No hung parliament means a sigh of relief for the Queen

Well that was a close call. Andy Rain/EPA

What is the Queen doing right now? Well she’s probably heaving a sigh of relief and cancelling plans for a relatively quiet weekend in Windsor.

The Queen wasn’t planning to be at Buckingham Palace today and she had even excused herself from the ceremony in Westminster Abbey on Sunday to mark the 70th anniversary of the end of World War II in Europe. The reason this self-imposed exile from the capital is that, like almost everyone else in the UK, she and her advisers were expecting yesterday’s general election to result in a hung parliament.

The Queen has been lucky over the course of her long reign in having been faced with this scenario on only two occasions: in 1974 and 2010.

Whereas four general elections in the first half of the 20th century left no party with a majority in parliament, in the second half, every election except one delivered a majority to either the Conservatives or Labour.

The Queen’s role

The exception was in February 1974, when Labour emerged as the largest party but without a majority. A contemporary record of the negotiations that led to Harold Wilson forming a minority Labour government articulated a number of principles regarding the Queen’s role.

  • That the sitting prime minister, Edward Heath, had the constitutional right to remain in office until parliament met, even though his party had secured fewer seats than Labour and he was not yet in a position to guarantee that he would be able to command a working majority with the support of other parties.

  • The Queen should not be required to take action until the sitting prime minister had tendered his resignation.

  • While she should not be involved in the negotiations leading to a new administration, she should be kept fully informed of the developing situation via her private secretary.

No deal. bixentro, CC BY

In all of this, the essential point was that the Queen’s political neutrality should not be undermined by any suggestion that she was actively intervening in British politics. These principles were incorporated in the 2010 cabinet manual, drawn up by the then cabinet secretary, Gus O’Donnell, to codify the UK’s existing constitutional “conventions”.

They certainly informed the political choreography of the aftermath of the 2010 general election: despite losing the election, Gordon Brown remained in office for a further five days until he had exhausted the possibilities of reaching a deal with the Liberal Democrats.

And the Queen very conspicuously removed herself to Windsor Castle to signal her unwillingness to play a part in the formation of a new government. Not only had she planned to do the same this time round (the palace now regards it as a “tradition”) but she had very publicly indicated that she did not want to be used as a “prop” to “legitimise” a minority government.

Fixed-term parliaments

A new element in the current situation is the role of the 2011 Fixed-term Parliaments Act, which stipulates that general elections must take place at regular five-yearly intervals. An earlier general election can only be triggered under two circumstances: if parliament passes a motion of no confidence in the government (and that motion is not reversed within 14 days) or if a motion calling for an early general election is passed by two-thirds of the whole House.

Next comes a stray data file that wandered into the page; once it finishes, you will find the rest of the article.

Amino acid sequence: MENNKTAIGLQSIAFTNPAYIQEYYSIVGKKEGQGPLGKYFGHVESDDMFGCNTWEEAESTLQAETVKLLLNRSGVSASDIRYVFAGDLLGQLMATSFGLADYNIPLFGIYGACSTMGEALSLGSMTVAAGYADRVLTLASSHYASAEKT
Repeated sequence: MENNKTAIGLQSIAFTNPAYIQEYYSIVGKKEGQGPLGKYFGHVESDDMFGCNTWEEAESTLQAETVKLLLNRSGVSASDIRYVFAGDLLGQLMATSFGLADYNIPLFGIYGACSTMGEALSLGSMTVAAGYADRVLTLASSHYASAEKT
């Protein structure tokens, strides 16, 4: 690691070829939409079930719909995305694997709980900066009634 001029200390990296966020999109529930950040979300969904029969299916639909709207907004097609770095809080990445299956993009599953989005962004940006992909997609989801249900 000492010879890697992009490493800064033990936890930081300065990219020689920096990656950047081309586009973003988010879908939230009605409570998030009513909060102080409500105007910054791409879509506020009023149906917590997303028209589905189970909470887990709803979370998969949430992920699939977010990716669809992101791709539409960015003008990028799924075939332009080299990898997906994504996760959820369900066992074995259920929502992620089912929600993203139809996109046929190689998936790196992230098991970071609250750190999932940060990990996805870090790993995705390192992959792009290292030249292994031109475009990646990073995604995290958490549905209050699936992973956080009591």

Parliamentary timings. Rajan Manickavasagam, CC BY

The monarch’s prerogative power to dissolve parliament has effectively been removed. Yet in some respects this serves the interests of the palace. It means that the Queen has had May 7 in her diary for a number of years now. While this may not sound particularly important, it takes on a greater significance when viewed in the context of the Queen’s 15 other realms.

When, in February 1974, Heath requested a dissolution of parliament, she was forced to interrupt a visit to New Zealand and Australia to be present in the UK for the election and its aftermath. This served as an embarrassing reminder that while the Queen is supposedly equally sovereign of all her realms, some realms are more equal than others.

Furthermore, before the passing of the act, it was generally accepted that she had the right to refuse a prime minister’s request for a dissolution, something that would certainly have involved her in controversy. True, she had never actually done so, but that may, in part, be because she had so rarely been faced with a hung parliament.

It is easy to see how, in such circumstances, the leader of a minority government might have requested a dissolution, only for the Queen to refuse it on the grounds that a new administration could be formed without a general election. So by effectively handing the power of dissolution to parliament itself, the act has arguably made it easier for the Queen to avoid being drawn into the messy politics of a hung parliament.

But while the provisions of the act are broadly good for the palace, they now present Conservative prime minister David Cameron with something of a problem. In the past, even with a narrow majority, he would probably have asked the Queen to dissolve parliament within a year or two in order to try and win a comfortable working majority in a fresh election (as Labour prime minister, Harold Wilson did in March 1966, only 17 months after narrowly scraping into office).

Now, however, the matter has been taken out of both his and the Queen’s hands, and he may have to soldier on in a deeply precarious position for the next five years. Still, that won’t detract from his sense of relief this morning. Last night was a good one from the Conservatives, the SNP and the Queen.